A team of researchers are aiming to provide a way for hand-wrist prostheses to move more naturally by enabling the hand and wrist to work simultaneously—known as two degrees of freedom—using electrical impulses generated by remnant muscles in the forearm.
Traditional prostheses only work with one degree of freedom—that is, either the hand or the wrist can be in motion at any one time.
Worcester Polytechnic Institute (WPI) electrical and computer engineering professors Edward Clancy and Xinming Huang are conducting the research—funded by a 2-year subaward of $712,812 from Liberating Technologies Inc (LTI) of Holliston, Mass, a supplier of upper-limb prosthetic—with their goal of making it possible for hand-wrist prostheses to more closely duplicate the natural movement of the human hand and wrist.
Clancy, director of WPI’s Laboratory for Sensory and Physiologic Signal Processing, is responsible for system design and developing advanced control algorithms for device operation, while Huang works on instrumentation and signal processing. They are conducting the research at both WPI and LTI, explains a media release from Worcester Polytechnic Institute.
The work is currently focused on how to translate signals picked up from muscle activity in the forearm into appropriate movements of the hand and wrist prostheses. They began by collecting data from 64 or more electrodes, but recognizing that a device with that many inputs could be burdensome or impractical, they are attempting to achieve the same effect with as few as four electrodes while also improving functionality.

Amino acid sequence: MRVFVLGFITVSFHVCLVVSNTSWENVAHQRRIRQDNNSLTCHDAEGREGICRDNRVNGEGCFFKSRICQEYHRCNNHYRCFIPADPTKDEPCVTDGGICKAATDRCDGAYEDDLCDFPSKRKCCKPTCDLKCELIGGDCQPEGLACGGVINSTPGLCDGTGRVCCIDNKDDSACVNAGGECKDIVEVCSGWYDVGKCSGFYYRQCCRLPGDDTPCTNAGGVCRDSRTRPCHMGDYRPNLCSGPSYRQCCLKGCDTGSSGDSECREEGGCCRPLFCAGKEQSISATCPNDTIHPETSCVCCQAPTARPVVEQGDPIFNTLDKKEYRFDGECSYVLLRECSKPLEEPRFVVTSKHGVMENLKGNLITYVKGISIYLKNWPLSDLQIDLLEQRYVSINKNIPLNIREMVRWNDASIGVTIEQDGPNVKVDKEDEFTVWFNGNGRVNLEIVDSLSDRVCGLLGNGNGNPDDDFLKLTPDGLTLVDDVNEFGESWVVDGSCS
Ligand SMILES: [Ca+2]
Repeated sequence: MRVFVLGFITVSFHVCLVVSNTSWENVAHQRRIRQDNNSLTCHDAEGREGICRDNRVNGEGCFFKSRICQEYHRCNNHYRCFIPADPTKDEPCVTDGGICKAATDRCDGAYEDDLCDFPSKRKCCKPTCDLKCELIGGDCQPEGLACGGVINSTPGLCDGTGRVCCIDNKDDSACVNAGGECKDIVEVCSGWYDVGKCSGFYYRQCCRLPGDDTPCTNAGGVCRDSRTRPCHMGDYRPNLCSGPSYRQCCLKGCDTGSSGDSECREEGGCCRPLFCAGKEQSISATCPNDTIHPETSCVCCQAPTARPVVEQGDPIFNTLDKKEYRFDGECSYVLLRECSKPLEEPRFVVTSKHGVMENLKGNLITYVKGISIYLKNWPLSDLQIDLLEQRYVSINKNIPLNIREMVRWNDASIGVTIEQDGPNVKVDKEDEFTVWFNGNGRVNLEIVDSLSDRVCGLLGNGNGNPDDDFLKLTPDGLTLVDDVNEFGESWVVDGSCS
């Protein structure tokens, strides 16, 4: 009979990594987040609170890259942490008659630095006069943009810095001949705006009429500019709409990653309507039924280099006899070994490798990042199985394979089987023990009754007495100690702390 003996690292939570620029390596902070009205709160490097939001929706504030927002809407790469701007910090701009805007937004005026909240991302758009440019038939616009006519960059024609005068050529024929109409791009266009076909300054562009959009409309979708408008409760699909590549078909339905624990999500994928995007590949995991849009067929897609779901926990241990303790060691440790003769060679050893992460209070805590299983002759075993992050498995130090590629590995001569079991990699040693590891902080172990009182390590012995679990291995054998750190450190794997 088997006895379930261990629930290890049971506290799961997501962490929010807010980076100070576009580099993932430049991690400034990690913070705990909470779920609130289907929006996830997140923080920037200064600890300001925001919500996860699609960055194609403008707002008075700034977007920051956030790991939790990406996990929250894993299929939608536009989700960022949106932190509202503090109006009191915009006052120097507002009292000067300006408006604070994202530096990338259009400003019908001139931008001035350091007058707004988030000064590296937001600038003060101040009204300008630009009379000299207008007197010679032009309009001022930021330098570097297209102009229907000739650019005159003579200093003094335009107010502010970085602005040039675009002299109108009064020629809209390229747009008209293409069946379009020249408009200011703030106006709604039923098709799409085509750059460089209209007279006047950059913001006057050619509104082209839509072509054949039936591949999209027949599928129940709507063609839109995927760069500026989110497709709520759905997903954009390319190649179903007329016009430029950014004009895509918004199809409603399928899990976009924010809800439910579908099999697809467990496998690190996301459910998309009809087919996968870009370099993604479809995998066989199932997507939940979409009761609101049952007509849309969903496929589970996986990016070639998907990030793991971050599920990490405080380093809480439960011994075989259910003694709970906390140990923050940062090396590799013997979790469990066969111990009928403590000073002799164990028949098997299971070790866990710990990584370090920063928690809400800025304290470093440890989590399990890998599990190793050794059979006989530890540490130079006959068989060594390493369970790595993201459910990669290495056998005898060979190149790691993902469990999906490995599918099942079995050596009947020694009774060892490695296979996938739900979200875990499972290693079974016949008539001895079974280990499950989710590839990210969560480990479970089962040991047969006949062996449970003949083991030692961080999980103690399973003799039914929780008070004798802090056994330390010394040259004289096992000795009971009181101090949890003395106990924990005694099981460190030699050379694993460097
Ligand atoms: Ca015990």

“We want to be able to control two degrees of freedom while making instrumentation that is really tiny and easy to apply,” Clancy says, in the release.
The researchers are also developing new algorithms and methods to help select the optimal locations for the four electrodes. Those algorithms will be embedded into a microprocessor within a prototype prosthesis. The next step will be to develop a more convenient and robust multielectrode clinical prosthesis fitting system that will determine the optimal electrode locations and convert muscle activity into the movement of motors in the prosthesis hand and wrist components.
They will also seek to wirelessly connect the electrodes using embedded low-power integrated circuits and rechargeable batteries. The outcome of this research will provide more functional, convenient, and robust prosthesis options for patients with upper limb amputation injuries, the release continues.
Clancy states in the release that potential users include those born without hands and individuals who have had traumatic amputations as result of gunshot wounds or car accidents. He also said there has been growing research to support returning war veterans with amputations.
“While this field is relatively small, there has been an increased research effort in recent years, particularly in response to providing better prosthesis options for soldiers returning from Iraq and Afghanistan with upper limb amputation injuries,” he says.
Todd Farrell, director of research for LTI, notes in the release that the research has promise.
“This research is really exciting,” he says. “If the technology is proved out, it would be a substantial improvement over the current state of the art. It would improve the speed and ease for amputees to perform a number of tasks.”
[Source(s): Worcester Polytechnic Institute, PRWeb]